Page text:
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7 Action Steps to Bond American and Immigrant Churches

7 Action Steps to Bond American and Immigrant Churches

Because most pastors who form a relationship between an American and an immigrant church are doing it for the first time, they have no history of successes or failures from which to learn.  Dialogue with many ministry leaders has taught us 7 action steps to bond American and immigrant churches.

  1. Build a spiritual foundation first.  The most important part of your relationship isn’t shared spaces or ministries, but a common passion for Christ.  Start with a season of prayer together, attend each other’s services and ask whether you share a spiritual fire.
  2. Each church should appoint a Connector (lead point person) who meets at least monthly with the other church’s Connector.  This is the most certain way to be sure that important issues aren’t overlooked.
  3. Prepare a written agreement.  It’s helpful to think in advance about kitchen aromas, carpet spills, keys, calendars, liability insurance and more.  You don’t need a legal contract, simply a written agreement between brothers and sisters.  Our Guidebook Church Connections that Stick has a template for a Covenant that addresses the most commonly seen issues.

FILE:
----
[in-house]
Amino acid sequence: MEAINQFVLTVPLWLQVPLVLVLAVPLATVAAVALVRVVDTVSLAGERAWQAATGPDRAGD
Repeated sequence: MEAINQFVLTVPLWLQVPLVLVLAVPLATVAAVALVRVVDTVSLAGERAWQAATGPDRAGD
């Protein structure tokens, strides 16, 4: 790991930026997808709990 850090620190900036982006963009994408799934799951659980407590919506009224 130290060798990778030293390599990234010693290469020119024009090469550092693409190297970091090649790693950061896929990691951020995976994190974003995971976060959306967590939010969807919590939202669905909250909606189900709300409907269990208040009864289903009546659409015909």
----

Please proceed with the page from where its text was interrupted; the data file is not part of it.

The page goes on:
4. Share as many joint ministries as possible.  Many smaller immigrant churches will welcome help with children’s and youth ministries.  Both churches will enhance their reputations in the community by engaging in outreach and community service together.
  5. Bridge different cultural styles.  Some prefer to communicate by email, others by text.  Some prefer advance scheduling and prompt starting times, while others view time more dynamically.  There is no right or wrong, but problems arise when Connectors fail to address these differences.
  6. Navigate the power gap.  The American church clearly has more wealth, education and power.  Immigrant brothers and sisters may hesitate to address offensive words and deeds, not wanting to “rock the boat” of their generous American friends.  Connectors need to learn to bridge this power differential.
  7. Obtain cross-cultural coaching.  Many American Connectors deeply love Jesus and their immigrant friends but don’t have a lot of cross-cultural skills.  An experienced missionary can coach the cross-cultural aspect of the relationship between two Connectors.

This is a mere listing of the 7 actions steps.  In future blogs I will discuss each step in detail, sharing stories from church connections.  Since we are starting from the beginning, please share this subscription link with pastors you know who might benefit from them.  Don’t forget to remind them that each blog is viewable in multiple languages on our website.

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